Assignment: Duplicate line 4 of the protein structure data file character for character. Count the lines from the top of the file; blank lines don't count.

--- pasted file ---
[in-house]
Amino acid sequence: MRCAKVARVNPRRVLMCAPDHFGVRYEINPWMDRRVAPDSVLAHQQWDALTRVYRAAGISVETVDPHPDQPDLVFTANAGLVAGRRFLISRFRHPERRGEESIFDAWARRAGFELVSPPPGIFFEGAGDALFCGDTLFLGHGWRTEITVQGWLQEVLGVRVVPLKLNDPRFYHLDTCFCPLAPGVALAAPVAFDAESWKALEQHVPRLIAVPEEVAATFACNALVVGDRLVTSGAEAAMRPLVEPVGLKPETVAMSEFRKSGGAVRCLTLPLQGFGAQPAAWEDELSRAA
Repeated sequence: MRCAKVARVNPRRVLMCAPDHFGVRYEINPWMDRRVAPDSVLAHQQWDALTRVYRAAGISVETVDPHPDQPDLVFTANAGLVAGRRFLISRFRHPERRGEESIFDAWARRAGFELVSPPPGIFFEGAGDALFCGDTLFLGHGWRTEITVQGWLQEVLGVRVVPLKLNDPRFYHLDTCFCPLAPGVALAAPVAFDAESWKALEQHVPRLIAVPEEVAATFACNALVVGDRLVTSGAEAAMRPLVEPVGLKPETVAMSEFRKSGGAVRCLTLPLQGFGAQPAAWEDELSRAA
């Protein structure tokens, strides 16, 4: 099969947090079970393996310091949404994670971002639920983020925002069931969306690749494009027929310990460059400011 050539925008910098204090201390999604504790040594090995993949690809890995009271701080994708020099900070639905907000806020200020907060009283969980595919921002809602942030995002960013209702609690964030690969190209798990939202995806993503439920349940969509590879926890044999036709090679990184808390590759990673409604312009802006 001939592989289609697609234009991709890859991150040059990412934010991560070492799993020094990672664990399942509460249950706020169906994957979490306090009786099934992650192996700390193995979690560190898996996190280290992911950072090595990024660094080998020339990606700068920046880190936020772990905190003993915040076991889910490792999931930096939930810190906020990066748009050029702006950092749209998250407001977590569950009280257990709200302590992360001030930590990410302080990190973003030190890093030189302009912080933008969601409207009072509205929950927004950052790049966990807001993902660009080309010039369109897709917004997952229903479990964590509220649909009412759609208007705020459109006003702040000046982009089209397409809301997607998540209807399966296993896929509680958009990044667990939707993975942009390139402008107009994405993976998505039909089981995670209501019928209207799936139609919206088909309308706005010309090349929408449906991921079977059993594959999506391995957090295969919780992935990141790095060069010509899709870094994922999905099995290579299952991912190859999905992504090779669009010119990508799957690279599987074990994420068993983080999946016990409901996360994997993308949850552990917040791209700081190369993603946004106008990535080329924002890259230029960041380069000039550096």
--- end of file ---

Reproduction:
């Protein structure tokens, strides 16, 4: 099969947090079970393996310091949404994670971002639920983020925002069931969306690749494009027929310990460059400011 050539925008910098204090201390999604504790040594090995993949690809890995009271701080994708020099900070639905907000806020200020907060009283969980595919921002809602942030995002960013209702609690964030690969190209798990939202995806993503439920349940969509590879926890044999036709090679990184808390590759990673409604312009802006 001939592989289609697609234009991709890859991150040059990412934010991560070492799993020094990672664990399942509460249950706020169906994957979490306090009786099934992650192996700390193995979690560190898996996190280290992911950072090595990024660094080998020339990606700068920046880190936020772990905190003993915040076991889910490792999931930096939930810190906020990066748009050029702006950092749209998250407001977590569950009280257990709200302590992360001030930590990410302080990190973003030190890093030189302009912080933008969601409207009072509205929950927004950052790049966990807001993902660009080309010039369109897709917004997952229903479990964590509220649909009412759609208007705020459109006003702040000046982009089209397409809301997607998540209807399966296993896929509680958009990044667990939707993975942009390139402008107009994405993976998505039909089981995670209501019928209207799936139609919206088909309308706005010309090349929408449906991921079977059993594959999506391995957090295969919780992935990141790095060069010509899709870094994922999905099995290579299952991912190859999905992504090779669009010119990508799957690279599987074990994420068993983080999946016990409901996360994997993308949850552990917040791209700081190369993603946004106008990535080329924002890259230029960041380069000039550096």